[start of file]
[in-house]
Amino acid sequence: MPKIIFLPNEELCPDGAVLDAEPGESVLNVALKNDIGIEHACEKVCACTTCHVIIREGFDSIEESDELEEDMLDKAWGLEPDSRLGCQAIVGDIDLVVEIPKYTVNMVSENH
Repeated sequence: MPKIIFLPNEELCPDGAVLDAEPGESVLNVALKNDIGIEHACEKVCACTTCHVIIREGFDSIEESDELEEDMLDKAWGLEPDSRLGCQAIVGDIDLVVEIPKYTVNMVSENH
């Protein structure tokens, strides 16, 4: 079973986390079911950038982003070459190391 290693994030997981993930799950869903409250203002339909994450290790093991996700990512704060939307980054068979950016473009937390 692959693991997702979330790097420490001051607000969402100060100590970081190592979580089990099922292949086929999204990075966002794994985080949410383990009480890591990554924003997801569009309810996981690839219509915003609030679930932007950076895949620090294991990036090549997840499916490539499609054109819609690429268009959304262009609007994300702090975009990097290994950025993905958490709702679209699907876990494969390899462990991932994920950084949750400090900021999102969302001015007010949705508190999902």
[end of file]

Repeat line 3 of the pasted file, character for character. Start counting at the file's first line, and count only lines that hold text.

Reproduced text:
Repeated sequence: MPKIIFLPNEELCPDGAVLDAEPGESVLNVALKNDIGIEHACEKVCACTTCHVIIREGFDSIEESDELEEDMLDKAWGLEPDSRLGCQAIVGDIDLVVEIPKYTVNMVSENH